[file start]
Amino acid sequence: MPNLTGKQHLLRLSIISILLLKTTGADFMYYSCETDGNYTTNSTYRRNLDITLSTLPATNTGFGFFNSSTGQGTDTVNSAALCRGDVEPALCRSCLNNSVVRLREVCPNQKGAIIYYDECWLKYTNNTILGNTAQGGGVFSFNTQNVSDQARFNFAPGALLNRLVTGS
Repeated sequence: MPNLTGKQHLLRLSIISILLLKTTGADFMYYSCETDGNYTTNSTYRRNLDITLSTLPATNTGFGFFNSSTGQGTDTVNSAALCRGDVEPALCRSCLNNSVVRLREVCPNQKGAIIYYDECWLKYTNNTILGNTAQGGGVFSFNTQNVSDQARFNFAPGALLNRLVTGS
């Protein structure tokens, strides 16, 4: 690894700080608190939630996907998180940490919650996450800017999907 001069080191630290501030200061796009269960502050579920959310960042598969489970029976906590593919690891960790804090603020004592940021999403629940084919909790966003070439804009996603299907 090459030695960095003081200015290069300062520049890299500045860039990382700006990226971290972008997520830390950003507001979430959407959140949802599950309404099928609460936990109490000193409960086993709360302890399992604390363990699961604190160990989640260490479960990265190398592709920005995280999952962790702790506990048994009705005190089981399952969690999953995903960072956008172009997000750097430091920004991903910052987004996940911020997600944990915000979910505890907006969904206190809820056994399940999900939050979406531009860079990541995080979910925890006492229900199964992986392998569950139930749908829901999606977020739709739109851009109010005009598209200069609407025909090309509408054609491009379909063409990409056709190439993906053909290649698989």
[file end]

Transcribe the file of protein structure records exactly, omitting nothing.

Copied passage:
Amino acid sequence: MPNLTGKQHLLRLSIISILLLKTTGADFMYYSCETDGNYTTNSTYRRNLDITLSTLPATNTGFGFFNSSTGQGTDTVNSAALCRGDVEPALCRSCLNNSVVRLREVCPNQKGAIIYYDECWLKYTNNTILGNTAQGGGVFSFNTQNVSDQARFNFAPGALLNRLVTGS
Repeated sequence: MPNLTGKQHLLRLSIISILLLKTTGADFMYYSCETDGNYTTNSTYRRNLDITLSTLPATNTGFGFFNSSTGQGTDTVNSAALCRGDVEPALCRSCLNNSVVRLREVCPNQKGAIIYYDECWLKYTNNTILGNTAQGGGVFSFNTQNVSDQARFNFAPGALLNRLVTGS
């Protein structure tokens, strides 16, 4: 690894700080608190939630996907998180940490919650996450800017999907 001069080191630290501030200061796009269960502050579920959310960042598969489970029976906590593919690891960790804090603020004592940021999403629940084919909790966003070439804009996603299907 090459030695960095003081200015290069300062520049890299500045860039990382700006990226971290972008997520830390950003507001979430959407959140949802599950309404099928609460936990109490000193409960086993709360302890399992604390363990699961604190160990989640260490479960990265190398592709920005995280999952962790702790506990048994009705005190089981399952969690999953995903960072956008172009997000750097430091920004991903910052987004996940911020997600944990915000979910505890907006969904206190809820056994399940999900939050979406531009860079990541995080979910925890006492229900199964992986392998569950139930749908829901999606977020739709739109851009109010005009598209200069609407025909090309509408054609491009379909063409990409056709190439993906053909290649698989």